Let’s not beat around the bush. The Bank of England has got some serious egg on its face after today’s shock rise in inflation to 5.1%.
The cerebral experts on the Monetary Policy Committee were expecting CPI to peak at around 5% in the Spring of next year. Sadly the economy had other plans. The pandemic has ripped up the economic rulebook.
More than an hour after the Office for National Statistics published the latest inflation data, the Bank of England still hadn’t updated the figure on its website. That kind of says it all in terms of the Bank being behind the curve.
For savers and investors alike, inflation is now a serious, no, an existential threat. Britain’s battle-scarred savers are in about the bleakest position possible, and that’s saying something after a near 14-year low interest rate environment.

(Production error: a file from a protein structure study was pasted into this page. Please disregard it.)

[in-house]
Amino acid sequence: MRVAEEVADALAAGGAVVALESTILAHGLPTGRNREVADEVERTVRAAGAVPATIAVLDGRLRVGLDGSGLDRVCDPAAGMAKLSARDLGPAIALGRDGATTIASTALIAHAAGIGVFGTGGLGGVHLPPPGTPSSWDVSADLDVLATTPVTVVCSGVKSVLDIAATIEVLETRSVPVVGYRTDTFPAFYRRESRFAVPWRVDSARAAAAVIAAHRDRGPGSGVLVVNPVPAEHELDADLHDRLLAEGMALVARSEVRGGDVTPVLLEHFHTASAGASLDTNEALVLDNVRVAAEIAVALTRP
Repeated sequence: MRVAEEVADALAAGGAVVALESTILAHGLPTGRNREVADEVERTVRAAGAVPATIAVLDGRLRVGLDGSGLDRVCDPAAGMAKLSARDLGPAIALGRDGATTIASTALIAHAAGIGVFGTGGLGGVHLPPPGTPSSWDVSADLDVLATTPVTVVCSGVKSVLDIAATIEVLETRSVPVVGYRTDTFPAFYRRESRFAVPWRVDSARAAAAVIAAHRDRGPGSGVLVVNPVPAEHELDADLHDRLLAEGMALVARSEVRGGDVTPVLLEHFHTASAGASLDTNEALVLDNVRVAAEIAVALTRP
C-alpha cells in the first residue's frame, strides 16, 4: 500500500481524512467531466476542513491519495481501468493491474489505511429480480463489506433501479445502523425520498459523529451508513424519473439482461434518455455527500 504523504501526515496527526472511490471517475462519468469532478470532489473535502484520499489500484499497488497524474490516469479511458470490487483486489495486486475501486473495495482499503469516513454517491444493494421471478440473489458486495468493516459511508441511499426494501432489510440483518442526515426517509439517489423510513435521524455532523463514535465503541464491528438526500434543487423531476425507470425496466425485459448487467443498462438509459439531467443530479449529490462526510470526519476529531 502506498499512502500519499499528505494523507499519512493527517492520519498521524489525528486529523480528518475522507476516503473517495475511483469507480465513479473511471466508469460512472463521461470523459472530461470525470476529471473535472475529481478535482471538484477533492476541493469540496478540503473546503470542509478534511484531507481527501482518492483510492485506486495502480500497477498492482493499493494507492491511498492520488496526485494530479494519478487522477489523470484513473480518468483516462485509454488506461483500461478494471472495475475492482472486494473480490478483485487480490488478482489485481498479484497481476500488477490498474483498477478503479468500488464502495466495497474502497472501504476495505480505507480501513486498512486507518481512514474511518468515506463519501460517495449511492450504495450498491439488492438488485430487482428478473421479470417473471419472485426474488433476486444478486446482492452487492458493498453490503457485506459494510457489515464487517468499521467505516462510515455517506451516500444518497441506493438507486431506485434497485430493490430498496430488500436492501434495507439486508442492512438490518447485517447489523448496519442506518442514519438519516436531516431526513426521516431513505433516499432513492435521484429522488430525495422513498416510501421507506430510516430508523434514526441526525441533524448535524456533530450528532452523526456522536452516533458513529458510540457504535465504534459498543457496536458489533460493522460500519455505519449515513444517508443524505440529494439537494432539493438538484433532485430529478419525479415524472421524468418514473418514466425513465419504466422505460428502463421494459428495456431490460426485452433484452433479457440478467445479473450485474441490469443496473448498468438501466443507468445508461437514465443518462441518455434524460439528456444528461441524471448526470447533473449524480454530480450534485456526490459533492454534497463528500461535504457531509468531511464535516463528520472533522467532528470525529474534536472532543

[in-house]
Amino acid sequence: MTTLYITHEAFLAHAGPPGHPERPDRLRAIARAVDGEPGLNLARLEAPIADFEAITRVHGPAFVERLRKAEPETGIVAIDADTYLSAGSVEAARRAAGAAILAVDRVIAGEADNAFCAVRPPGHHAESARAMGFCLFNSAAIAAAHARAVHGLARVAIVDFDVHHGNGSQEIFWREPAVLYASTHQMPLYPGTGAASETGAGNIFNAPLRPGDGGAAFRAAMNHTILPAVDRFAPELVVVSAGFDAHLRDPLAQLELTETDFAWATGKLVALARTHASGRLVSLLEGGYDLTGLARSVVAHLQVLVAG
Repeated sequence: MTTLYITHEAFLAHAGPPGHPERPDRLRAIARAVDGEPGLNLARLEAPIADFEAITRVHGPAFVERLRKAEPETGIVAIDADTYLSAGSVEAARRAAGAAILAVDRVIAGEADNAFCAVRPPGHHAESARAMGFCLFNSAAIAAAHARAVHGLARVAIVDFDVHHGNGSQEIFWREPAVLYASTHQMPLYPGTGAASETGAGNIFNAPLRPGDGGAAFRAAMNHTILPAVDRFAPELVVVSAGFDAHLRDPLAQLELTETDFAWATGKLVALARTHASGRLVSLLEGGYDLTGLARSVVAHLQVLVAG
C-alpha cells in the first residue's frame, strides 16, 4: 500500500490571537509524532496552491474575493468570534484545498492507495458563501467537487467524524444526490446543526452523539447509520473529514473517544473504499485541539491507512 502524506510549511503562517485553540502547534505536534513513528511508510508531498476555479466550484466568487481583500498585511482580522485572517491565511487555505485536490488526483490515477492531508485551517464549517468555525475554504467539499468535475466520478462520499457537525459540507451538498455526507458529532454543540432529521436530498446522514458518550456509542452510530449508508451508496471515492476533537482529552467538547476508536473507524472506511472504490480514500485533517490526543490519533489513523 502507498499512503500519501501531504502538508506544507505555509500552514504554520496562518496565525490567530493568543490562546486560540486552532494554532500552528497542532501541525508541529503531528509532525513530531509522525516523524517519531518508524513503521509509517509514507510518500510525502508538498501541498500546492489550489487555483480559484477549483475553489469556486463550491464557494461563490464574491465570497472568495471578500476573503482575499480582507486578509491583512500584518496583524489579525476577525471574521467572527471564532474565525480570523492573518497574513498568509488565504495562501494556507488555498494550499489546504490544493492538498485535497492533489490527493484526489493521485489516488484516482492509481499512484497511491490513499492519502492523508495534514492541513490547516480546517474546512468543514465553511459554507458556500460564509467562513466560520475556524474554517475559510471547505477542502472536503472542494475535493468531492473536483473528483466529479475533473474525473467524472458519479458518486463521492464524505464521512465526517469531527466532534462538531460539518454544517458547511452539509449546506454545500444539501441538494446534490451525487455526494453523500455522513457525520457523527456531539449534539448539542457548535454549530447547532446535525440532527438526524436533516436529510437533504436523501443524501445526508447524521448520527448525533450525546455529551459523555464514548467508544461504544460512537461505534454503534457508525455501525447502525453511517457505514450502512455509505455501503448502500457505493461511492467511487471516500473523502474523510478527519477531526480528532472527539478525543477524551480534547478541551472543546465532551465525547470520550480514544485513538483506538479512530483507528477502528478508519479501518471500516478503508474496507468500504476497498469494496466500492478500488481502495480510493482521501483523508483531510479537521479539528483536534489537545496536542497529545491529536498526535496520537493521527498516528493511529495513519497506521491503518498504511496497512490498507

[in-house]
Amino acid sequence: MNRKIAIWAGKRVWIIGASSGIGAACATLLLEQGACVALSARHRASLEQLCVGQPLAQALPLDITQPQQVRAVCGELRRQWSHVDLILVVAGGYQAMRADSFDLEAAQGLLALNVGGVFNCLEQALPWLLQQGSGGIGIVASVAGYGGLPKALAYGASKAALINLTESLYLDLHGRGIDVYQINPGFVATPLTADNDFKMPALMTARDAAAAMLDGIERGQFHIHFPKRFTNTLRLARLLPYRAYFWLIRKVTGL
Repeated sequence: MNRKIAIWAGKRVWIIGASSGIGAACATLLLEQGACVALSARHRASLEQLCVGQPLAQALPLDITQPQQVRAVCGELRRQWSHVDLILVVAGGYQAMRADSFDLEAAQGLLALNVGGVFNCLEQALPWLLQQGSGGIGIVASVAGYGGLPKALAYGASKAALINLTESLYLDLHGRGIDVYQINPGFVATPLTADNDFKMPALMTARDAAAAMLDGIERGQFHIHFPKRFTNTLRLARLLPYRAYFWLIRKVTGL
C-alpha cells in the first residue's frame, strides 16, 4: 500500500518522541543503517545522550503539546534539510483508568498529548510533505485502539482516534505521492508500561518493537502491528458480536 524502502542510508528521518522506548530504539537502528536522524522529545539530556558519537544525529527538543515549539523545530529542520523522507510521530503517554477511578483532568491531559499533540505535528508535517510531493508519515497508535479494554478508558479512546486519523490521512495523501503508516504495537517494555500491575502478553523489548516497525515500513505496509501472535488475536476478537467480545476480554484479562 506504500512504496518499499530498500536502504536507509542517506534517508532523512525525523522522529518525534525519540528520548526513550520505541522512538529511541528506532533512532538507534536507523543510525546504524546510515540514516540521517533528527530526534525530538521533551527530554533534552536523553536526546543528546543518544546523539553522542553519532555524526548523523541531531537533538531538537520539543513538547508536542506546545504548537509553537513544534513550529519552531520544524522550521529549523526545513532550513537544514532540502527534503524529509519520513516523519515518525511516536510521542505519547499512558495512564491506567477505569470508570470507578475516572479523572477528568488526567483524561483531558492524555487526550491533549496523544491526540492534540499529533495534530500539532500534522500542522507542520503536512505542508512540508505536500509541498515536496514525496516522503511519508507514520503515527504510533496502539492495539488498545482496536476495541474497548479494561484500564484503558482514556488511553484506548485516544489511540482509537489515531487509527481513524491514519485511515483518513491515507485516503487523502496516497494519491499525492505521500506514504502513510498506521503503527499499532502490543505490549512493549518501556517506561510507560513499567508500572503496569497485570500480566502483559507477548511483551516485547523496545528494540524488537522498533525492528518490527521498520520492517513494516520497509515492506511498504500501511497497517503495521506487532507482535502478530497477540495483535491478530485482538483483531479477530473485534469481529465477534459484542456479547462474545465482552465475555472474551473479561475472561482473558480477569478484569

Anyone wanting to stay on top of inflation will need to give up the certainty of cash deposits and move into investing. The only certainty of cash deposits in the current climate is the certainty that you’ll be losing money in real terms.
As ever, anyone moving from cash into the world of investing for the first time should do their homework or speak to an IFA to guide them in a risk-controlled manner.
In theory, the Bank of England would raise interest rates tomorrow, which would be at least some good news for savers, but the reality is that’s unlikely to happen. The markets are now expecting a hold, and they’re almost certainly set to be proved right.
With the Omicron variant threatening another potential lockdown, the stakes are simply too high and raising interest rates now could destroy what little sentiment is left.
Inflation is raging at a decade high but the Bank of England, which ostensibly manages the economy, has effectively been reduced to a helpless onlooker, its hands tied.
The festive spirit has just been dampened, and quite considerably so.